“Whatever you do, you need to stand out."
The focus of Dave Trott's talk was how to separate ourselves from our competitors so you stand out from the crowd and don't get ignored.
Creativity is the new buzzword – from creative thinking to creative football managers. But does anybody know what it actually means?
Pure creativity and applied creativity are different. Pure creativity is what you find in art galleries: it doesn't do anything, but takes you forward in your thinking.
Then along come designers/ media who take that pure creativity and turn it into applied creativity. This is the wrong way round, and marketers should instead adopt the Bauhaus method of form over function.
90% of Marketing is Ignored
Apparently, 18 billion was spent on marketing last year but 90% wasn’t noticed, the same goes for SEO. So how do you get noticed?
14 Sep 2012
How to identify Trending Topics for SEO
Writing or blogging about trending topics can be a great way to generate traffic (and links) to your site, provided that your content is high quality and that you pick the right keywords to optimise on.
The second half of that equation can be the difference between loads of traffic and very little, so identifying what people want to read about (and more importantly, exactly what they are typing in to Google right now) is paramount. If you can be among the first to blog on a trending topic you can get your site on the front page of Google quickly, and bag the traffic (what's more if you're the first, you're more likely to stay on the front page longer).
So - "how can I find trending topics?" At Friday's BrightonSEO conference Malcolm Colesgave a very informative (and highly entertaining) presentation about how he used a variety of tools to discover trending topics when working on the celebrity news site HolyMoly, including some very interesting data on the searching habits of the Great British male!
Here are our video highlights from his presentation, along with a summary of the tools discussed (more information can also be found on Malcolm's site here)....
News Search Tools: How to Find Trending Topics
We've split the video of Malcolm's presentation in to two parts - the first summarises the News Search Tools used to identify Trending Topics. The second, which I couldn't resist adding, is an example of how HolyMoly used these tools to exploit the search term 'Karen Gillan Underwear', which reveals some interesting (and very amusing) trends in men's searching patterns after they've watched Doctor Who!
#BrightonSEO Video: News Search Tools Summary
A summary of the News Search Tools mentioned is provided below, but do watch the video as Malcolm puts them nicely in to context with examples...
News Search Tools Summary:
Which of these tools you use will depend largely on the sort of content you publish...
AOL homepage(look for the green hot searches box) - This tool is more useful for keyword selection as it provides details of exactly the searches users are submitting
AOL hot search blog (ignore the slow-to-update picture box and look for the topic boxes further down) - Scroll down the hot search blog to find most popular searches by category - e.g. if you often write about gadgets you can see which are currently the most popular.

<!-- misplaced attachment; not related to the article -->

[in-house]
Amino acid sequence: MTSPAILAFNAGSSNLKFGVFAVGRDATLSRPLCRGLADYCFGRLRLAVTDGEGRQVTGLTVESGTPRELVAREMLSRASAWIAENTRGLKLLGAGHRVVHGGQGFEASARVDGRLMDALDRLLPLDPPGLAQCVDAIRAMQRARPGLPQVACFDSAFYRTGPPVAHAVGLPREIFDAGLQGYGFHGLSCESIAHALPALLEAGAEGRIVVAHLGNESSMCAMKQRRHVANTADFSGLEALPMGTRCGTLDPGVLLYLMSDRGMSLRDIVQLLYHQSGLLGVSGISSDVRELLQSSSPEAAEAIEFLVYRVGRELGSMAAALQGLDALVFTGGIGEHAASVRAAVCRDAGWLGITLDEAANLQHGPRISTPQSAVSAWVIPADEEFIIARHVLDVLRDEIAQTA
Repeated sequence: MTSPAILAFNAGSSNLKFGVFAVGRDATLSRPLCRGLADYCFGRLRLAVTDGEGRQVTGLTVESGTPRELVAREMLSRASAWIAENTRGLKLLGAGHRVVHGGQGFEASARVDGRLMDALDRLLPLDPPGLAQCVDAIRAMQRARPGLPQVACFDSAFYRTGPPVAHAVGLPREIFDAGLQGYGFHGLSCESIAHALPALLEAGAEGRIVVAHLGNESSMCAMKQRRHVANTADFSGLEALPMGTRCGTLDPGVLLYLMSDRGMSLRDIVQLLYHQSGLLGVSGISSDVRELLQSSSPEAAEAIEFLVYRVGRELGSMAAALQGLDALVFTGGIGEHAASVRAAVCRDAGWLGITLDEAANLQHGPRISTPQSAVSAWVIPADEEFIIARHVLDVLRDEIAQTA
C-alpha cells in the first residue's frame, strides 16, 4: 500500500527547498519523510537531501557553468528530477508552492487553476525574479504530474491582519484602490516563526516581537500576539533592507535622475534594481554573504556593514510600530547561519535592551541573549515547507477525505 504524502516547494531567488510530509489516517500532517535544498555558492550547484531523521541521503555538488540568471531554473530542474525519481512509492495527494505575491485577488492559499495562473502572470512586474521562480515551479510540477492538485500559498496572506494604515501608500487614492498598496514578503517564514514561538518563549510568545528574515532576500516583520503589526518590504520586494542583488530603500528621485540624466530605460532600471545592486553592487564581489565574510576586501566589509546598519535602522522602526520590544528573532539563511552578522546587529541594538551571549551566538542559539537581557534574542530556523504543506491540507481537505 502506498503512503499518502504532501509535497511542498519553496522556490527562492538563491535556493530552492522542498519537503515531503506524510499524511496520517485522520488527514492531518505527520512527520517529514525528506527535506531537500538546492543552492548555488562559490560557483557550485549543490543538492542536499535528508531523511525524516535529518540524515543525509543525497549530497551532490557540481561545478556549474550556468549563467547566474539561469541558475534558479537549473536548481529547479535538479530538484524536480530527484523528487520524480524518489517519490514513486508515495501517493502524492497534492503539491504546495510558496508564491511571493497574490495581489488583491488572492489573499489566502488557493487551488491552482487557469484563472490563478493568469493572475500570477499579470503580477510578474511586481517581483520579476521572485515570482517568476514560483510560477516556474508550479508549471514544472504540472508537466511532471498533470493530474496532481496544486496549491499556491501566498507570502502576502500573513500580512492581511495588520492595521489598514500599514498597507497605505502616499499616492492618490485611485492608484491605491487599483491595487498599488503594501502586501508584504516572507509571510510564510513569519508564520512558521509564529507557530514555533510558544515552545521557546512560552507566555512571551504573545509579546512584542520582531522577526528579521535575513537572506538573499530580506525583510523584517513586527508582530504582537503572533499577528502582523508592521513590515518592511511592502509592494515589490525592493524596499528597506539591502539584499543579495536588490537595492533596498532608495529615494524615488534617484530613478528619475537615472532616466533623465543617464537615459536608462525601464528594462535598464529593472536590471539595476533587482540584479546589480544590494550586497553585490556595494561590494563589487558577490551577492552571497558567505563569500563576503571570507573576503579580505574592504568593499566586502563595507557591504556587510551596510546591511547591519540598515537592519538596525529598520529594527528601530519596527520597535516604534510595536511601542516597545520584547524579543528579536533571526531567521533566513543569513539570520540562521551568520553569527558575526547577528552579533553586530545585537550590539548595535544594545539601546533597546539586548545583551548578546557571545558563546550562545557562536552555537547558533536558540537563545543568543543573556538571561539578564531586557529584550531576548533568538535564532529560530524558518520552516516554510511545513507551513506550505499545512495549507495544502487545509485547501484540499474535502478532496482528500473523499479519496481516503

Google News UK (look for the ‘in the news’ list)
Google News USA (click the categories on the left to see the topics)
Google News provides a good summary of what's in the news that day - if its in the news it means that people have already written about it - you won't be able to compete with the major news channels (unless you are one), but you may be able to find an angle on one of these stories for a long-tail search.
Google Insights - A very useful tool if you're writing about an annual / regular event. You can use Google Insights to see what people searched for last time and optimise for those terms. Remember for annual events to include the year in your title (although this has been over-used for major celebrity events like Big Brother and is no longer useful for these).
Webmaster Tools & Google Analytics - These are useful once you're up and running to help you to make the most of the traffic you're already getting and refine your keyword optimisation. Silicon Beach run regular Google Analytics Training and Advanced Google Analytics Trainingcourses if you want to learn more!
Experian Hitwise Data Centre - always a week behind - top 10 searches in various categories on a weekly basis - good for establishing general trends but less useful on a day to day basis.
Surchur - Auseful tool that aggregates multiple sources together to provide "The dashboard to Right Now"!
Major Newspapers often provide useful indicators of what is most viewed - e.g. Guardian Most Viewed and Telegraph (has a 'most viewed' box on each category page and also 'hot topics' right at the bottom of the page.
The BBC also has a summary of the most popular seaches hour by hour on the site
So - there are some really useful News Search tools out there to help you identify what's trending - but what do you do with this information to ensure you get as much traffic as possible...
#BrightonSEO Video: Using News Search Tools: Example - Karen Gillan's Underwear
Here's Malcolm's highly entertaining summary of how HolyMoly discovered a pattern of men searching for "Karen Gillan Underwear", and what they did to ensure they used this to their benefit to obtain maximum site traffic when the Dr. Who Christmas Special came around.